Designing flexible, efficient and user-friendly mobile tour guide applications is important, both from a commercial and a research point of view. Without any support from a system, a user manually building an itinerary should spend a lot of time prior to the trip searching for information regarding the tourist attractions, reading facts about them and designing possible itineraries by taking into account factors such as opening hours, visiting durations, distances and available means of public transport.
The contributions of the present book are two-fold. From the theoretical point of view, it contributes to the design and development of highly personalized itinerary recommender systems, while from the practical point of view, an approach for building mobile applications using the latest web technologies is proposed and validated.
The first chapter, Introduction, outlines the evolution, current standards and the application areas of Geographic Information Systems. Based on the possibility to identify the user’s location, a new type of applications, called Location Based Services – LBS are becoming increasingly popular. Such applications customize their content based on the user’s geographic position. The evolution of GIS architectures from monolithic systems to distributed web service based architectures is also discussed. The main characteristics of an itinerary recommender system are presented afterwards, as well as a comparison between the system described through this book, called MoTripAssistent, and several other state of the art solutions. The proposed approach uses multi-objective genetic algorithms and collaborative filtering recommendation techniques in order to allow users to build highly personalized touristic itineraries.
The second chapter, Context-Aware Personalized Recommendations, focuses on the approach required for providing relevant touristic attractions suggestions, in accordance with the user’s preferences and context. The context includes aspects, such as the time of the day, the period of the year, weather information and traffic data, that while not directly related to the user, can have a dramatic effect on the perceived utility associated to visiting a particular touristic attraction. A context-aware collaborative filtering recommender algorithm is presented, that takes into consideration both the user’s long-term and the short-term preferences.
The third chapter, Multi-Objective Itinerary Building, discusses the approach required for building the complete itinerary of touristic attractions.
Similar to many other real-world problems, tourists building an itinerary face a multi-objective optimization problem, in which the perceived utility of visiting a particular attraction is only one of the factors. However, most itinerary building approaches only try to maximize the sum of the perceived utilities for the chosen touristic attractions. The algorithm presented in this chapter combines multi-objective genetic algorithms and similarity measures to suggest highly distinct Pareto-optimal itineraries. Advanced heuristics have been used in order to provide solutions in near real-time.
The fourth chapter, Collecting Data using Crowdsourcing, focuses on the particularities of map based collaboration and especially on collecting information regarding touristic attractions using crowdsourcing. Although crowdsourcing offers the premises for easily acquiring large amounts of data, special measures have to be taken in order to assure a high degree of accuracy. The proposed approach combines flexible validation rules and artificial neural networks.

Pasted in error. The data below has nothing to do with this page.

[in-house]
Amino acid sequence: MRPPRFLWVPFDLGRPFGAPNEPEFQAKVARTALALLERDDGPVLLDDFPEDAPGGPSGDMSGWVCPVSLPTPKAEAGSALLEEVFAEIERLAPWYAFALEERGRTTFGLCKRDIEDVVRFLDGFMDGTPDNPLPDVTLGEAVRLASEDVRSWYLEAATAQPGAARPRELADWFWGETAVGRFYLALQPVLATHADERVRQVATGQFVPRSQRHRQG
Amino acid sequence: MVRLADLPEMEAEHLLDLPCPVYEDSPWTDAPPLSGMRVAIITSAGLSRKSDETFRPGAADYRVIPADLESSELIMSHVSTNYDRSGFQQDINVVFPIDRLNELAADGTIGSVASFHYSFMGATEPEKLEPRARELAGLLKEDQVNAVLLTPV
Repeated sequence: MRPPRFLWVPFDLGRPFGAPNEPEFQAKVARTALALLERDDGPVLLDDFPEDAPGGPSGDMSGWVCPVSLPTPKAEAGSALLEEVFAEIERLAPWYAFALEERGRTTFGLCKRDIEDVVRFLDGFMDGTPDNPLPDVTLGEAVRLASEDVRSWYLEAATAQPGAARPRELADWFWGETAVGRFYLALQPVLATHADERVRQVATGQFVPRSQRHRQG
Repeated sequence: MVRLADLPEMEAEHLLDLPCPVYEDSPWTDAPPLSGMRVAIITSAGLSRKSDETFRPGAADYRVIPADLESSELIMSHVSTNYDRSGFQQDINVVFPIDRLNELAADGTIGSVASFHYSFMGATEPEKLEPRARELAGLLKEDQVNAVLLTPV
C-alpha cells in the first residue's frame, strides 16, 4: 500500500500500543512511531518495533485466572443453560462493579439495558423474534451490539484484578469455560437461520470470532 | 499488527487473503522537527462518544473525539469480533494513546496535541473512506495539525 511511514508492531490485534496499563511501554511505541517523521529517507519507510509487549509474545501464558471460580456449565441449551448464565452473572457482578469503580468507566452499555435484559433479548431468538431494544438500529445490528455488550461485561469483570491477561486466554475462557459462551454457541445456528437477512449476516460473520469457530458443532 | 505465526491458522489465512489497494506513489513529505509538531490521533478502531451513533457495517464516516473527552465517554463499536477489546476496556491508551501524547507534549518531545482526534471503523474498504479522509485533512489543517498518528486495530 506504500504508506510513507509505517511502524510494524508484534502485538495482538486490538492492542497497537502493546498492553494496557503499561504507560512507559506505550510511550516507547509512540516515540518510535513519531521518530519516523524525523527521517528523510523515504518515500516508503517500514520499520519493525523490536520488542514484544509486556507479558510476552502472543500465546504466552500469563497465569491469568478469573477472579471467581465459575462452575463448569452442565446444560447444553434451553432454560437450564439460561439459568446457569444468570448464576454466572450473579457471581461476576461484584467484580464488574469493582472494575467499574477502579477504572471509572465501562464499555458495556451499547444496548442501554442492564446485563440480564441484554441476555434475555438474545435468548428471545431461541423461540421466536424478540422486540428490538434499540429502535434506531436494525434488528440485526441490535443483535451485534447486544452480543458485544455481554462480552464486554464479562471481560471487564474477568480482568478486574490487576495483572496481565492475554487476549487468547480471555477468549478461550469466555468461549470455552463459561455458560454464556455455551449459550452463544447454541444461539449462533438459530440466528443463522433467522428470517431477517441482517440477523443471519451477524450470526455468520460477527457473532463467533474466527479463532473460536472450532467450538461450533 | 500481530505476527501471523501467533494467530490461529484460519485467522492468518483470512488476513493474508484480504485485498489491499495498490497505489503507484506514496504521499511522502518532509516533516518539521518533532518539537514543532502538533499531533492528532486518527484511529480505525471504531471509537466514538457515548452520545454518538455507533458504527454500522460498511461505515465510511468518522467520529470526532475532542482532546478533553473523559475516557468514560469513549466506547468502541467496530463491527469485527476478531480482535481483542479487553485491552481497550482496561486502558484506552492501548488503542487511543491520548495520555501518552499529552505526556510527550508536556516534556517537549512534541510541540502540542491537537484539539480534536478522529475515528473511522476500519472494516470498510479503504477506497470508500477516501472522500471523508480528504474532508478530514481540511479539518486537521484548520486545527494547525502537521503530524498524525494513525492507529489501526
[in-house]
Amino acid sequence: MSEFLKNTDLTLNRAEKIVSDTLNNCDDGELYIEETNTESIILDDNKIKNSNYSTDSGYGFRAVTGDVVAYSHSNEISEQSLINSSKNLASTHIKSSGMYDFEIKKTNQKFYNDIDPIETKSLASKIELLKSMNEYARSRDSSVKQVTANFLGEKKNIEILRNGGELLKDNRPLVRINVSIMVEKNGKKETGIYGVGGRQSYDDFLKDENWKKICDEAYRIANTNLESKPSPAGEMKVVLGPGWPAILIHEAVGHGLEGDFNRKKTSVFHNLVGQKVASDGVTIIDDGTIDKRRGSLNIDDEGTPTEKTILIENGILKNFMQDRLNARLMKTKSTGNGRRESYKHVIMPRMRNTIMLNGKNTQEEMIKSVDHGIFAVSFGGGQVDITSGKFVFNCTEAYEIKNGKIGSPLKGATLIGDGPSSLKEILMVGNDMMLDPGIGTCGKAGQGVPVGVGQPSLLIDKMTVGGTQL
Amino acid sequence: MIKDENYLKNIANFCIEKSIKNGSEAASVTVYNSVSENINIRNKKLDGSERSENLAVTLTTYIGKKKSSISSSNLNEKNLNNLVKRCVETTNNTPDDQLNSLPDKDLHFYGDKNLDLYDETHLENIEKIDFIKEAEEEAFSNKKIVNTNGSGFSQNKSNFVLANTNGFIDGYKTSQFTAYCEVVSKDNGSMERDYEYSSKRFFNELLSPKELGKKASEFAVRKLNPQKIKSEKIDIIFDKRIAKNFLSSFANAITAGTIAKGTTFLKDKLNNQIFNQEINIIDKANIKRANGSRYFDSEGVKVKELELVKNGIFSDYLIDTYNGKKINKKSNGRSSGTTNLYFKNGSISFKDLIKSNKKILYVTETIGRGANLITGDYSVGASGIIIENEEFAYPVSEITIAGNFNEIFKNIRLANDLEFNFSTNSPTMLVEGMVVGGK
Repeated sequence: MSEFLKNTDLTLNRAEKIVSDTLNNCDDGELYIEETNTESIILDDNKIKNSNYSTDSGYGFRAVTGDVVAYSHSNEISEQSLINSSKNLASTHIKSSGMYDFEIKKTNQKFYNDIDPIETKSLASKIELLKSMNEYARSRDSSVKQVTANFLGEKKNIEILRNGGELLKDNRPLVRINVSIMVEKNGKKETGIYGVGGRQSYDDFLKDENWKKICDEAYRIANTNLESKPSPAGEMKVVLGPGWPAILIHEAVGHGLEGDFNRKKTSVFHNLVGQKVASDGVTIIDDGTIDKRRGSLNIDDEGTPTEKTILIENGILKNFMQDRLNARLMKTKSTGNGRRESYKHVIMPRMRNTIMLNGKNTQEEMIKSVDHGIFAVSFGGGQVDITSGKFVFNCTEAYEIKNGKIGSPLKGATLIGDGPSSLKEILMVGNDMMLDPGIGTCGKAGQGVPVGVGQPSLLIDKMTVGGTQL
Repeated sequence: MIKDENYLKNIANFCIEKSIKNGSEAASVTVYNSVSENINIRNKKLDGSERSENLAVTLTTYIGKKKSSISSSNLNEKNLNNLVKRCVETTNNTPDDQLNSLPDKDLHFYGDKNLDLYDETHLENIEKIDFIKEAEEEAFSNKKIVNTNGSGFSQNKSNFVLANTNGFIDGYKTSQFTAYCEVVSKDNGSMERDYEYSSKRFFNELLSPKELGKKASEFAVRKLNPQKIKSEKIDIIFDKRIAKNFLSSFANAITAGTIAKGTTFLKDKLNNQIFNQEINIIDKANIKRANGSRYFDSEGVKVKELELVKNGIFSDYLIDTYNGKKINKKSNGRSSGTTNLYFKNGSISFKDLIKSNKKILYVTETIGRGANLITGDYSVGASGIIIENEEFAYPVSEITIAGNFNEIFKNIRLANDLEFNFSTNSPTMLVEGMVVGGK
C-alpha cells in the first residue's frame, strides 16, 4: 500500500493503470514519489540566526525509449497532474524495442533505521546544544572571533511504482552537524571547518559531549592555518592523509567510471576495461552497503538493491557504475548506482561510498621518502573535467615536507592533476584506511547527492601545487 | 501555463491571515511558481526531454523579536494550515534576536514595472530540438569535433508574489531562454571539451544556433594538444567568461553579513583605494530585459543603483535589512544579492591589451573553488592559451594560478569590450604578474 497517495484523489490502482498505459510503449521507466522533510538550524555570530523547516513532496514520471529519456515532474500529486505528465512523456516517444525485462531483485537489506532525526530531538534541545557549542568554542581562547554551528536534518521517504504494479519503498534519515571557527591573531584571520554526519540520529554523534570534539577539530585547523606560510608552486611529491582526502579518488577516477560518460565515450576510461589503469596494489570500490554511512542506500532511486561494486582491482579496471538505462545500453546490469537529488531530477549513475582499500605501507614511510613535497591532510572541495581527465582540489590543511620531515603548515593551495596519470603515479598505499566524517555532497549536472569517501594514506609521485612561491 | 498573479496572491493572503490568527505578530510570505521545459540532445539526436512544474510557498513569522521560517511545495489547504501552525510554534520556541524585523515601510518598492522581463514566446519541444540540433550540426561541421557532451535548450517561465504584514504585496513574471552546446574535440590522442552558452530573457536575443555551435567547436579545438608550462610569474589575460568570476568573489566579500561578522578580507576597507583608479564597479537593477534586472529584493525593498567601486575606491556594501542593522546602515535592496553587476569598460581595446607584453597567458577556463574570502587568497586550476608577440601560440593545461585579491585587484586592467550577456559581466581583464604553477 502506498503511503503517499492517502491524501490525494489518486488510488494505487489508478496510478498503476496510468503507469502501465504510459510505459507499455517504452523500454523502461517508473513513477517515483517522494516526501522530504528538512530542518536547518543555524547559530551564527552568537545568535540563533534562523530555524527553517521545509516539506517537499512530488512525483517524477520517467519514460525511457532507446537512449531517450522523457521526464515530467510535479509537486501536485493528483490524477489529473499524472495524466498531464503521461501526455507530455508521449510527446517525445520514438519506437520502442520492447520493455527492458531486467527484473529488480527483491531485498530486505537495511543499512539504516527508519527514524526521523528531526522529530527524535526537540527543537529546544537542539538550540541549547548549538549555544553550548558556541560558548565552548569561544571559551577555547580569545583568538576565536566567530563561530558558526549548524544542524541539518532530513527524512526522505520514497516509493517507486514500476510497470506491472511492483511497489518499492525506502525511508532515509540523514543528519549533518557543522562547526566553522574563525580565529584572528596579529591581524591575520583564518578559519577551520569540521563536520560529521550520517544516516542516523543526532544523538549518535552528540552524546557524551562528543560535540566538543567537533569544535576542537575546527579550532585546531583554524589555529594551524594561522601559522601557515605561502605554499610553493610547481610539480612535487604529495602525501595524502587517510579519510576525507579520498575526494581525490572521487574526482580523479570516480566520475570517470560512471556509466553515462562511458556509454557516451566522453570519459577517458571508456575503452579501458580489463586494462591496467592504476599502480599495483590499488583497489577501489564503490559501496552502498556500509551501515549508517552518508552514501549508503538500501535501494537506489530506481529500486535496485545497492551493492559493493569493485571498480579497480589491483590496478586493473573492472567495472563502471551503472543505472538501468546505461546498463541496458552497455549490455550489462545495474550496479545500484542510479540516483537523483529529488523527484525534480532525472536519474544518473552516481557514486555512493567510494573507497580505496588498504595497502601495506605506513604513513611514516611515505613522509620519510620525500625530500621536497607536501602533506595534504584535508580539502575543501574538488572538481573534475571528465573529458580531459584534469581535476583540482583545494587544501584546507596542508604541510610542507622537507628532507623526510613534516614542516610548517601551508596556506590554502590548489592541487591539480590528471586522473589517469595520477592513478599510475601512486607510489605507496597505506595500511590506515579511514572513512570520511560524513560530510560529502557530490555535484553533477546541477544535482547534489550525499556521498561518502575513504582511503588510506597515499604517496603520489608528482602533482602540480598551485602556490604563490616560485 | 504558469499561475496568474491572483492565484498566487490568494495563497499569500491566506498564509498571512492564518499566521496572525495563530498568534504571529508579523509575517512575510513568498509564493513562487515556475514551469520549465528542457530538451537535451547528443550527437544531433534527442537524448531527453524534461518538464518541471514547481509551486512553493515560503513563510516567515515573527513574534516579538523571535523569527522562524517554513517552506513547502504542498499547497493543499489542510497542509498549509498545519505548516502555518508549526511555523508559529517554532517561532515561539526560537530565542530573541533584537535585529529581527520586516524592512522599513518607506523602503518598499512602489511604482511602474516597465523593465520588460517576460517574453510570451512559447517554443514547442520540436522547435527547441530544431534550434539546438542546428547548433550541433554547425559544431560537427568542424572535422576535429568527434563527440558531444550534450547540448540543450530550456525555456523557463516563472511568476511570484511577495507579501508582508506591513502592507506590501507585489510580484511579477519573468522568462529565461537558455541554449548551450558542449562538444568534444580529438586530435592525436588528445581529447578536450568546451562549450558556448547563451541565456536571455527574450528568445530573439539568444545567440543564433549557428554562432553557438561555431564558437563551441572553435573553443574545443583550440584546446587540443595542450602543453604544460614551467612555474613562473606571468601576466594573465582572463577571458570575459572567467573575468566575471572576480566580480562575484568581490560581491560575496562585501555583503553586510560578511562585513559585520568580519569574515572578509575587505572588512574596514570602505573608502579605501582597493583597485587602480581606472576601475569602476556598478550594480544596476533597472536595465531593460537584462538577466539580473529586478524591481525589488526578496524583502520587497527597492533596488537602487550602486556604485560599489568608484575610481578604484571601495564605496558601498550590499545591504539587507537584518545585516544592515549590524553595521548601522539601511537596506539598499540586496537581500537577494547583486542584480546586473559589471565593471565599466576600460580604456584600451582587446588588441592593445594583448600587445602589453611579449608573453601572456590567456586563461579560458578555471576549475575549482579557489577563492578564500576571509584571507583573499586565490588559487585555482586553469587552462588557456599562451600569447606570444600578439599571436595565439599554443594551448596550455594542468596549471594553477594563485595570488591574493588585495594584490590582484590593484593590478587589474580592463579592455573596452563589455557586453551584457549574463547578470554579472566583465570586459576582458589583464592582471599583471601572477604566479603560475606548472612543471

The fifth chapter, Collaborative Solution for Itinerary Recommender Systems, presents the architecture of the proposed itinerary recommender system and the approach used for building the client implementation. A special communication layer was added with the role of facilitating the communication with the client implementations using HTTP requests, Web Service Calls and Socket Connections. Thanks to the multiple communication methods supported by this layer, client side applications can be implemented using a wide array of technologies. The reference client implementation uses the latest web technologies including HTML 5 and Web SQL in order to support a wide array of mobile devices. By adapting to the capabilities of each device, the approach ensures an optimal and intuitive user experience. The resulting application can be either run directly from the browser or can be installed similar to classic native applications using a thin native wrapper.
The sixth chapter, Further Improvements, discusses several recent topics, that could be helpful for readers willing to improve upon the system presented in this book, including how to use semantic-web technologies to provide a common understanding of data between different systems, and how next generation architectures based on automatic and semi-automatic web service composition could be built. A multi-agent framework for web service composition framework that allows users to easily add new functionalities and access external information is described.
The seventh chapter, Conclusions and Future Work, summarizes the results included in the book and also presents possible future developments. In order to validate the theoretic results presented in this thesis, the authors have developed an itinerary recommender system, called MoTripAssistent. The screenshots in this book present the application running either in the emulator or on a mobile device.
This book has been specifically designed and written for a broad audience, including both researchers interested in the field of recommender systems and practitioners willing to either develop a new or to improve an existing itinerary recommender system.